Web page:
Karl Lagerfeld’s Life Through Design and Legacy

Karl Lagerfeld’s Life Through Design and Legacy

New York cultural institution, The Metropolitan Museum of Art, announced the 2023 theme of the notorious Met-Gala ball, spearheaded by iconic tastemaker; Anna Wintour. ‘Karl Lagerfeld: A Line of Beauty’ will pay homage to the Godfather of luxury fashion. SACLÀB investigates the man behind the name.
Text by Priya Raj

A Star is Born

Some people are just born for something – and for Lagerfeld – his journey to fashion immortality was inevitable. Born in Hamburg in the 1930s to a wealthy German father and Swedish mother, he quickly took to learning to sketch before moving to Paris when he was 14 years old. His first foot in the door of fashion came when he won the 1954 International Wool Secretariat design competition (other notable winners were Valentino Garavani and Yves Saint Laurent). His winning sketch of a coat allegedly caught the eye of Pierre Balmain, who hired him as an apprentice soon after.

Karl Lagerfeld 1954 Coat Design in Paris
The German fashion designer started his career in Paris. Image: CR Fashion Book

It became clear from hereon that Karl Lagerfeld had something that other designers just didn’t. He became the art director for Jean Patou at only 20 years old (now known as Patou). This four-year stint ended as he was no longer satisfied with designing haute couture. Particularly in the 60s – the aesthetic was structured and strict, and there was no fluidity in design (or much else). He became one of the first freelance luxury designers, and went on to work with Gaby Aghion, founder of Chloé. At this time, it was a brand that only Parisians were familiar with, but once he had worked his magic, it was a global institution of design excellence – a part of the brand makeup which has still not faded.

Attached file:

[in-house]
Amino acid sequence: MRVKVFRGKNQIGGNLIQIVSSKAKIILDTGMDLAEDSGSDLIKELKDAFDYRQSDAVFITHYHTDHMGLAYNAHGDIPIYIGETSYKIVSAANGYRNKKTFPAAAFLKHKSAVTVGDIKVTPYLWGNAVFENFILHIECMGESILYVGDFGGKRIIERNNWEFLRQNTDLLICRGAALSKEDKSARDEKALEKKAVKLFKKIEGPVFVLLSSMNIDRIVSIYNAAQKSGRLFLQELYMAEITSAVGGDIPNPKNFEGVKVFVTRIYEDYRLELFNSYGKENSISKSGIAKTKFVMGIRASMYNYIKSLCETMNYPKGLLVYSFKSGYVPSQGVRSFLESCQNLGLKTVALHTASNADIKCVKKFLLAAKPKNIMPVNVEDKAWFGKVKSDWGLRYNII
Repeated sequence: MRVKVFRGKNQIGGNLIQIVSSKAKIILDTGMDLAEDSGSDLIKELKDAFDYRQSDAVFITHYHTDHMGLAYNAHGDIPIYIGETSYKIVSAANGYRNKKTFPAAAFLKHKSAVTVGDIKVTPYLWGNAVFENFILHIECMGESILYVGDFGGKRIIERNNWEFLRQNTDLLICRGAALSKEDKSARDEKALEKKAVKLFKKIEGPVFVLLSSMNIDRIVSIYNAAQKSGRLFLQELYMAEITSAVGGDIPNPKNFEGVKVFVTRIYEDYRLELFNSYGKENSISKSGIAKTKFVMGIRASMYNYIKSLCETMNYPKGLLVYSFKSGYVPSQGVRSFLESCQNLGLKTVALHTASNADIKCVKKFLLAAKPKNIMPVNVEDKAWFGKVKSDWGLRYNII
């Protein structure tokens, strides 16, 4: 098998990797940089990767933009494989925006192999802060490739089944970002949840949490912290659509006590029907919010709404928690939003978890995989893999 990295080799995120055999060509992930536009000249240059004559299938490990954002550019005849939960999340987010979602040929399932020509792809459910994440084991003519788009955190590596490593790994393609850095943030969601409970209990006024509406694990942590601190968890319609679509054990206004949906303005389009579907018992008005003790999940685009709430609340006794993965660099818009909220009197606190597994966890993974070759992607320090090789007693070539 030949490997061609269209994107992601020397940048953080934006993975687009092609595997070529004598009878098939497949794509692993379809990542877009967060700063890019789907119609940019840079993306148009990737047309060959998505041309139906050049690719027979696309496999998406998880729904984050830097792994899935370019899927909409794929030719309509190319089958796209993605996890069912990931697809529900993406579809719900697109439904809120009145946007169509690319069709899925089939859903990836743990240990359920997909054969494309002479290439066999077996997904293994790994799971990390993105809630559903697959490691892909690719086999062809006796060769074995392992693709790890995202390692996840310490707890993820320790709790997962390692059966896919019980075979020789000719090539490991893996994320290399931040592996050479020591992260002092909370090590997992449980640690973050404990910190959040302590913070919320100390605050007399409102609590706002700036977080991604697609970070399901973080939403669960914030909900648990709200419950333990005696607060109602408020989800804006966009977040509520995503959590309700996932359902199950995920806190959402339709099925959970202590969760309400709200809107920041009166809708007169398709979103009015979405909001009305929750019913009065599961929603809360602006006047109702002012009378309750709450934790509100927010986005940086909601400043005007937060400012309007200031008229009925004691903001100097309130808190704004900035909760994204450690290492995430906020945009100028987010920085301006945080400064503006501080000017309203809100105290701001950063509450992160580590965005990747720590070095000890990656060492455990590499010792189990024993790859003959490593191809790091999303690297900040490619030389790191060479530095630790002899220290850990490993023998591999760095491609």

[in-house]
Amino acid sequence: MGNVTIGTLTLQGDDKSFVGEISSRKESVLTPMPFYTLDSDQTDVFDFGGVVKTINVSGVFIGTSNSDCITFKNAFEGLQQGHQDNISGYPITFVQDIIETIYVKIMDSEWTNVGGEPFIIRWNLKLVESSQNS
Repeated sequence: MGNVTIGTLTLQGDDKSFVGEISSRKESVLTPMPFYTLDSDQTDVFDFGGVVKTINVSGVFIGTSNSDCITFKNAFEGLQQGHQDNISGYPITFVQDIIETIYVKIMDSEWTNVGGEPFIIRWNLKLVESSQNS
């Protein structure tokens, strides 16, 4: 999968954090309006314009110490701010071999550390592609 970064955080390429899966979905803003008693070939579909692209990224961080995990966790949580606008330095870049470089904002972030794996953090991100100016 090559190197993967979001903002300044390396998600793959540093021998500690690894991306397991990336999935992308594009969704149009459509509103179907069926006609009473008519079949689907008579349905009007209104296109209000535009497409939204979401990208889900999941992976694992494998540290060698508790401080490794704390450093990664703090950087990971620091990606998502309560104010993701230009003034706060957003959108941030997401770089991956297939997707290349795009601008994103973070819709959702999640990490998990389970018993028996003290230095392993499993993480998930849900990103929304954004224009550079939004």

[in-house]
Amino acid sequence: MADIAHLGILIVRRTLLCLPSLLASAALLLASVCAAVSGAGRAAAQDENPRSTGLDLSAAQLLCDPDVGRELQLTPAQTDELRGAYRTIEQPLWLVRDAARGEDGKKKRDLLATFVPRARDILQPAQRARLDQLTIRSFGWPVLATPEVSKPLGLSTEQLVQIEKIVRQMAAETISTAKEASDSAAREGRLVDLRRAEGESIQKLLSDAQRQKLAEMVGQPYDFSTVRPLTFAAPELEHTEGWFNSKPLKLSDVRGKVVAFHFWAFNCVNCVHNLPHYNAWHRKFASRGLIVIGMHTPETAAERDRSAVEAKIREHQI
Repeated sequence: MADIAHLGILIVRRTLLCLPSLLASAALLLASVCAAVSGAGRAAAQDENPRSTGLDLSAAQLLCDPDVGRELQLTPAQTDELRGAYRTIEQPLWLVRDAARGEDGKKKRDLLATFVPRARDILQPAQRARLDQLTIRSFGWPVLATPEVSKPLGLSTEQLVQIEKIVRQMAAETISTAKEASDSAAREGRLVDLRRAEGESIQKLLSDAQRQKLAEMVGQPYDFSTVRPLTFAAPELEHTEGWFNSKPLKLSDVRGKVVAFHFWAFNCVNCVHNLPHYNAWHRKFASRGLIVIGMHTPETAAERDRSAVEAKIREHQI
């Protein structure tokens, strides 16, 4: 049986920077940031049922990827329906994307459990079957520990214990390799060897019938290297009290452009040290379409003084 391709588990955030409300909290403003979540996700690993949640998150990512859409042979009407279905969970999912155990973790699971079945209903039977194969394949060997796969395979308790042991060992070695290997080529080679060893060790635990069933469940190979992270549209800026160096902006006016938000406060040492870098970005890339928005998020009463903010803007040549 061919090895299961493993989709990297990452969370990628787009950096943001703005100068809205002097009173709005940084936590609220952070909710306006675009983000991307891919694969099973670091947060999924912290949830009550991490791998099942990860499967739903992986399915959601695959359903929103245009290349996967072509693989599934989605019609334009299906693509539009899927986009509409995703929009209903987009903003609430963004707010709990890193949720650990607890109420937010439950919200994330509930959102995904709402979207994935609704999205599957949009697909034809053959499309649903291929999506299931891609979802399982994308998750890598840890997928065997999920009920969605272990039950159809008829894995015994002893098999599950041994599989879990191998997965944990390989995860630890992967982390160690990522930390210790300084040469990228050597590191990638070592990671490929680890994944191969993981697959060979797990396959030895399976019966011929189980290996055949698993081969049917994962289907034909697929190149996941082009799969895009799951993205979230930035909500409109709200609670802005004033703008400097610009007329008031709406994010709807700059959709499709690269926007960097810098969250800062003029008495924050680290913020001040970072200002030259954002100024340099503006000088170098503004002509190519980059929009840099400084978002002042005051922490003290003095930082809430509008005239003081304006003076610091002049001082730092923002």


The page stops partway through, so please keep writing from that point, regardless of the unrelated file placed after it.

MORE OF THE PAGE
Karl Lagerfeld ‘FFor’ Fendi

The first of the ‘big’ brands for Lagerfeld was Fendi, and in 1965 he began his work with the ‘Fendi sisters’ (Paola, Franca, Carla, Anna and Alda) as they struggled to bring the brand back to its once glorious status. His role morphed from Creative Director of Furs to the same of Leather Goods and Accessories. He spent six years catapulting Fendi into global fame with their specialist focus on fur goods. Though approaches to exotic furs and leathers have since changed – Fendi is still one of the few brands to stop production of these. His major contribution to the brand was the creation of the ‘FF’ logo to create the interlocking emblem, originally standing for “Fun Furs”. However, it was later repurposed as the logo, which still adorns most of today’s leather goods.

Fendi Bag Spring Summer 2018 / FF Logo
The ‘FF’ remains iconic today. Image: Imaxtree

It’s easy to forget that behind the iconic white ponytail, and monochrome outfits was a man who lived for the inhibitions of design. At one of his shows with Fendi, he had cast an adult entertainment star and a crew of strippers to walk in the show. Naturally, it outraged show-goers, even causing Anna Wintour to walk out (oh, how times change).

Karl Lagerfeld and Silvia Venturi Fendi
Karl Lagerfeld and co-designer Silvia Venturi Fendi. Image: Imaxtree

Karl Lagerfeld’s Reign at Chanel

Lagerfeld was, however, still freelance, and when his contract matured with Chloé in 1983 – snapped up by the Chanel chairman, Alain Wertheimer – he began his creative director role, one he held until his demise. It was reported at the time that other than Wertheimer, the rest of the brand was not as enthusiastic about the news of his appointment. Lagerfeld was more trendy than couture. But he defied expectations, and his tenancy at Chanel is the most iconic addition of any creative director across the luxury brands.